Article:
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UN Report Alleges South Sudan Army Raped, Killed, Looted

  • Charlton Doki

Civilians like these displaced South Sudanese in Ganyiel, in the south of Unity state, have been targeted by government forces in attacks since April, the U.N. Mission in South Sudan says in a report released June 30, 2015.

Civilians like these displaced South Sudanese in Ganyiel, in the south of Unity state, have been targeted by government forces in attacks since April, the U.N. Mission in South Sudan says in a report released June 30, 2015.

The United Nations Mission in South Sudan (UNMISS) on Tuesday said civilians in South Sudan's Unity state have again been the targets of extreme violence, and blamed government forces and their allies for the abuses.

In a report released Tuesday, UNMISS charges that the Sudan People's Liberation Army (SPLA) and associated armed groups waged a campaign of violence against the population of Unity state, killing civilians, looting and destroying villages and displacing more than 100,000 people during a surge in fighting in the state that began in late April.

U.N. investigators spoke to 115 victims and eyewitnesses from the Unity state counties of Rubkona, Guit, Koch, Leer and Mayom who for the report. They said SPLA fighters also abducted and sexually abused numerous women and girls, some of whom were reportedly burnt alive in their dwellings.

UNMISS spokesman Joseph Contreras said the investigators established that at least 67 civilians were killed in the violence. He said about 172 women and girls were abducted, and at least 39 women and girls were "subjected to sexual violence including gang rape." The investigators also said there were "at least 97 incidents in which women and girls were burned alive in tukuls after they were gang-raped in Koch County and elsewhere.”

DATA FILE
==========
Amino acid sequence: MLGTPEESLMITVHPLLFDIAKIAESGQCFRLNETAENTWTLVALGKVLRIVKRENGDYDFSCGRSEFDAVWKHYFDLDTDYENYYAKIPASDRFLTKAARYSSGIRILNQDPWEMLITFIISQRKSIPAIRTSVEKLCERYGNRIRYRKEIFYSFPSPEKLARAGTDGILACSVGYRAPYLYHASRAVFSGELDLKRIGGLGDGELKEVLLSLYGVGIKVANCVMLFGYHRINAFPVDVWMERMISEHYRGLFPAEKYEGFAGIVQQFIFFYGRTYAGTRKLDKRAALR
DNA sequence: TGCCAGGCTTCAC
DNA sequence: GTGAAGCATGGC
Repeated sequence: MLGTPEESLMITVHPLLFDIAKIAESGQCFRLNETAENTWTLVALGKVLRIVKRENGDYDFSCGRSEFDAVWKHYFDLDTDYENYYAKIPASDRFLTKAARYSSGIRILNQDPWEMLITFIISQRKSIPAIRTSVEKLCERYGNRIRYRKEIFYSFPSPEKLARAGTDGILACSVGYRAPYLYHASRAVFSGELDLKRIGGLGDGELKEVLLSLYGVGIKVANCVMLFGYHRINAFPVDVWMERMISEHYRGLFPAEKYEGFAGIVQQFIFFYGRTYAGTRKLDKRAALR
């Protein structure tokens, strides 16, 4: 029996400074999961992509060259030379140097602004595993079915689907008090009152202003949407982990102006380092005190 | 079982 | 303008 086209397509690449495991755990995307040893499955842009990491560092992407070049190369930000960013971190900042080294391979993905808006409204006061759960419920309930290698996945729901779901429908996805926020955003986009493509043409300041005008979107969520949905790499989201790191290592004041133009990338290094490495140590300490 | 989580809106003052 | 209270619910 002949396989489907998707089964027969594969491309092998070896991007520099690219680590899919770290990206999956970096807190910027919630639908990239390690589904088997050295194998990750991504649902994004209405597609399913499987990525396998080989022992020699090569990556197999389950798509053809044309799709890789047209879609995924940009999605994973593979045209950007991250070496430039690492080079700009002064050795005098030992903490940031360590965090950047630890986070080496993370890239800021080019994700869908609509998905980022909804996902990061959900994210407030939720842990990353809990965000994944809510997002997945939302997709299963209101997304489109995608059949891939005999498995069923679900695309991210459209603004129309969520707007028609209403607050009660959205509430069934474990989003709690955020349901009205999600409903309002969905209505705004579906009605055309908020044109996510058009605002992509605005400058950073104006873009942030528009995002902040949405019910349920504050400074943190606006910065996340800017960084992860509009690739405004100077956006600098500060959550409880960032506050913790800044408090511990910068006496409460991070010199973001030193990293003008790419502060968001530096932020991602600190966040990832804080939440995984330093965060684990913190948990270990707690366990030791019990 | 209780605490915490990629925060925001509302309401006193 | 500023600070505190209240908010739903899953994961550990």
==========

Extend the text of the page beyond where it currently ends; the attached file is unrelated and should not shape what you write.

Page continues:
UNMISS said survivors of the attacks told U.N. investigators that the SPLA and allied militias from Mayom County participated in the violence. The survivors said the assailants killed civilians, looted and destroyed villages and displaced more than 100,000 people.

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UNMISS said its investigators were routinely denied access to locations of interest by the SPLA and also encountered logistical obstacles as they put together the report.

Contreras said the U.N. will continue to monitor and investigate human rights abuses against South Sudanese civilians. He said the authorities in Juba must also investigate the allegations that the army was involved in the latest atrocities.

“We call on the government to fully investigate these serious allegations of misconduct by members of its own army as well as associated armed groups who worked with SPLA units during this recent offensive," he said. "These perpetrators must be held accountable in order to break the cycle of impunity that allows such violence to continue."

Contreras said UNMISS provided advance copies of the report to South Sudan’s foreign ministry, the SPLA, and rebel representatives. But he said neither the government nor the rebels have commented on the report’s findings.

The SPLA spokesman, Colonel Philip Aguer, and Defense Minister Kuol Manyang did not answer repeated calls from South Sudan in Focus, seeking comment on the report.

One of two oil-producing states in South Sudan, Unity has seen some of the worst violence in the country's 19-month-old conflict. Fighting picked up sharply in Unity and the other oil-producing state, Upper Nile, in April after what were billed as last-chance peace talks for South Sudan stalled.

Figures released Tuesday by UNMISS show more than 78,000 civilians are sheltering in the U.N. Protection of Civilians site in Bentiu, an increase of nearly 11,000 since last month.

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